Although Segal does not say where in Ontario the proposed three-year experiment should take place, or how many people should participate, he says the pilot should include a “randomized control trial” in a large urban centre as well as three “saturation sites” where everyone living in poverty would be included. He suggests a city or town in both northern and southern Ontario along with a First Nations community should be tested.
Participation would be voluntary and no one would be financially worse off as a result of the pilot, Segal says in his report titled, “Finding a Better Way: A Basic Income Pilot Project for Ontario.”
The trial would measure health and education outcomes, food security, life choices, such as the decision to have children, living arrangements and parenting time, employment status, hours worked and income earned and participants’ perceptions of citizenship and inclusion.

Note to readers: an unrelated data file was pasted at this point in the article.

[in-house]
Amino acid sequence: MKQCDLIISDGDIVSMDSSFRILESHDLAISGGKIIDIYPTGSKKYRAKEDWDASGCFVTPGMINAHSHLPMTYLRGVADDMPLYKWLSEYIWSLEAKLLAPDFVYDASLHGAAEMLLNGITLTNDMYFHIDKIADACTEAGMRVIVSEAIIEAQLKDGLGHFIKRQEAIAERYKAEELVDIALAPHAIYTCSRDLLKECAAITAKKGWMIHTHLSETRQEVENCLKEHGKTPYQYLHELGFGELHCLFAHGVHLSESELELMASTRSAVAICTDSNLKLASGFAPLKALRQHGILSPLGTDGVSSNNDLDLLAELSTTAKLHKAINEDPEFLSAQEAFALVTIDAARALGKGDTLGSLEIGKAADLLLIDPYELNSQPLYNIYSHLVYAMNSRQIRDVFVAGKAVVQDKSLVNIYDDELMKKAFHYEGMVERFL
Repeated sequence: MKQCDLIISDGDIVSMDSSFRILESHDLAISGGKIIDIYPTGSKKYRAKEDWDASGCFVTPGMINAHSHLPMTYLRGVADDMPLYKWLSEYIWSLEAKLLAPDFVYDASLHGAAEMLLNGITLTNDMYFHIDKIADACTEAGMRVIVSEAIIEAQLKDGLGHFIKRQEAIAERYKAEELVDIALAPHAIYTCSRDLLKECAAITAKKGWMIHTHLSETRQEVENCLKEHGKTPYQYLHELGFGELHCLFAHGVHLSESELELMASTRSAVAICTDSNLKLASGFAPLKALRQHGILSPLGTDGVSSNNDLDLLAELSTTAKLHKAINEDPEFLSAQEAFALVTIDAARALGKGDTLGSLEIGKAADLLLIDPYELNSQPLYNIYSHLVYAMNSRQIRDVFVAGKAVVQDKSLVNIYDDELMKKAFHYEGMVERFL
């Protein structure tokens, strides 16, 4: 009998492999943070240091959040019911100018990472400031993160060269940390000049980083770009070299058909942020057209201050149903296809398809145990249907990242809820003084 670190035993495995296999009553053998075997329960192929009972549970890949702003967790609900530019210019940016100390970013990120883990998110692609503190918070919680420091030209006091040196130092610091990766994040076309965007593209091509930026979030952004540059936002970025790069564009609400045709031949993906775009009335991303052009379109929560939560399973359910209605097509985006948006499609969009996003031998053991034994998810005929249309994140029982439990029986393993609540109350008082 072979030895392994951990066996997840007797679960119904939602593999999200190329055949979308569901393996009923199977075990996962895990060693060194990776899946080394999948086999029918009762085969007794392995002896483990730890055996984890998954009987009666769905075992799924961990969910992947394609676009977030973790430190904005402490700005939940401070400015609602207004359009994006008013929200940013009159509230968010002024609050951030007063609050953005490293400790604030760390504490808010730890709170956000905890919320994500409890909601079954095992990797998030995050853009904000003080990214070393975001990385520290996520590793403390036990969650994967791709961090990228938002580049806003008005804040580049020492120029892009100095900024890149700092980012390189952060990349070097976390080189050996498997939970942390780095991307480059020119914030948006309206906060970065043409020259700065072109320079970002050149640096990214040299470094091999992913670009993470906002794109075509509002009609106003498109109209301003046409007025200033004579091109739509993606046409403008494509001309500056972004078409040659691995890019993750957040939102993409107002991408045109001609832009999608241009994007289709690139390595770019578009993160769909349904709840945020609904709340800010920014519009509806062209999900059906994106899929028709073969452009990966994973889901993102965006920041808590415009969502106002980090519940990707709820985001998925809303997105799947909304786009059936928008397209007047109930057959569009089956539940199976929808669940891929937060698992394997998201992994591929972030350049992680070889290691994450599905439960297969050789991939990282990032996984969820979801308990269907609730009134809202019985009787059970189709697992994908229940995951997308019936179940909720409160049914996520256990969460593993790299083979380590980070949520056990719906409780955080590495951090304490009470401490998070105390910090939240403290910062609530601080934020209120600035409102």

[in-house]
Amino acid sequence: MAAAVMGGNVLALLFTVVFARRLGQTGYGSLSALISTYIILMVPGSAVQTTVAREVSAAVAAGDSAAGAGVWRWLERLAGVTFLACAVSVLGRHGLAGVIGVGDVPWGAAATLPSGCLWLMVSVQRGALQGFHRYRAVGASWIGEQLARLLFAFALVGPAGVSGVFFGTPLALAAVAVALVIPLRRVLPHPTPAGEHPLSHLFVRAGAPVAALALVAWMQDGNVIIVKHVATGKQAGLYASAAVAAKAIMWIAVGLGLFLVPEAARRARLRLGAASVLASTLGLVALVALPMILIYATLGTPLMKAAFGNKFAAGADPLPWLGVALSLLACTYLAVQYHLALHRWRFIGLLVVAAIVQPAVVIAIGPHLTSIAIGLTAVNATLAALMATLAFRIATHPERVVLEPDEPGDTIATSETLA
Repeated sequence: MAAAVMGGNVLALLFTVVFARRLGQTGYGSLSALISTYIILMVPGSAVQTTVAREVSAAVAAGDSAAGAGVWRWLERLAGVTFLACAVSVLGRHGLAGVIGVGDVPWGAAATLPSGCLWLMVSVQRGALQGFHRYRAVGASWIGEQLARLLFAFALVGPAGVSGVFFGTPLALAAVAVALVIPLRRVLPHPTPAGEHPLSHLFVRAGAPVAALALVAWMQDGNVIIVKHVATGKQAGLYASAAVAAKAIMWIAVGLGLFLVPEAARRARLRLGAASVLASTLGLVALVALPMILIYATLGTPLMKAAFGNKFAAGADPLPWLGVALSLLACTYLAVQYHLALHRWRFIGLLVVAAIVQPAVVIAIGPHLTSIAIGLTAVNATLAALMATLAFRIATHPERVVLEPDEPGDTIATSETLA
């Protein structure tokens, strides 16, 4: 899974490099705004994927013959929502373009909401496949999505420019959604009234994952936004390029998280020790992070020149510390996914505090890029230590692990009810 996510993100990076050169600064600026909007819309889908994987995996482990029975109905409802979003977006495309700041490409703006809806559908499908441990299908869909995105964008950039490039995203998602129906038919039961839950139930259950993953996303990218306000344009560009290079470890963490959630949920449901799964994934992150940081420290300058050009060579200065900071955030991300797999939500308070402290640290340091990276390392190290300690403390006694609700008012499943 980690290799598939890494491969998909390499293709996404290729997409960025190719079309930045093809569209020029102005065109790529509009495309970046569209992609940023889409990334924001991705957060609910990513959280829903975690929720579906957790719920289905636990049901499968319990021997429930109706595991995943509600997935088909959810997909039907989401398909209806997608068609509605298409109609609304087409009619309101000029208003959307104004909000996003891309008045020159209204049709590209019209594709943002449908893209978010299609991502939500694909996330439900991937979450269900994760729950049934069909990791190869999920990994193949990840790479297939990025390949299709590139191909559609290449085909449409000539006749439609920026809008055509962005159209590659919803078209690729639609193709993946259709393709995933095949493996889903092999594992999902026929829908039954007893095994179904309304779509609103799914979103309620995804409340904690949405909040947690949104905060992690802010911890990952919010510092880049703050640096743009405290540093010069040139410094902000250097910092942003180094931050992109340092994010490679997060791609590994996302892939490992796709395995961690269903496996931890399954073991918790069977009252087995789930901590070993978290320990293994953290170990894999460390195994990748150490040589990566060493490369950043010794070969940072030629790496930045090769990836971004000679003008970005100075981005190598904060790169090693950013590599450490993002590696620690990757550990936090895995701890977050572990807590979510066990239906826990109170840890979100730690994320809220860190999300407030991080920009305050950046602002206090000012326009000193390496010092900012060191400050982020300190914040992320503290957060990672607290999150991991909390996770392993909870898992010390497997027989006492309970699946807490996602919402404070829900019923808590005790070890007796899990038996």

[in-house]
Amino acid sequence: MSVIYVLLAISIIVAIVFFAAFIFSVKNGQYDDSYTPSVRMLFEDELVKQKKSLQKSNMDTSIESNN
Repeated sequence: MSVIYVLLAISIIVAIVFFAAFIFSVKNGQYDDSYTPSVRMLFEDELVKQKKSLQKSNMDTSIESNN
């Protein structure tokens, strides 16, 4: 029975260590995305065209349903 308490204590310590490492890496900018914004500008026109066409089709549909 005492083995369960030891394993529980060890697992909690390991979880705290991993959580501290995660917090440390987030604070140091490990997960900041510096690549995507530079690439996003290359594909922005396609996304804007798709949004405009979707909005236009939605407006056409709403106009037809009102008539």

It would also examine how a basic income impacts employment insurance, provincial and federal child benefits and other social programs.
“Testing a basic income is a humane and useful way to measure how so many of the costs of poverty (in terms of productivity, health, policing, and other community costs, to name only a few) might be diminished, while poverty itself is reduced and work is encouraged,” Segal says in the report.
Ontario spends about $9 billion a year on social assistance, excluding costs to the health care, education and legal systems produced by the effects of poverty, Segal notes.
The pilot should help Ontario determine if a basic income can build on other government initiatives, such as increases in the minimum wage, improvements to the Ontario Student Assistance Plan (OSAP) and the Ontario child benefit to cut the depth and incidence of poverty in the province, he adds.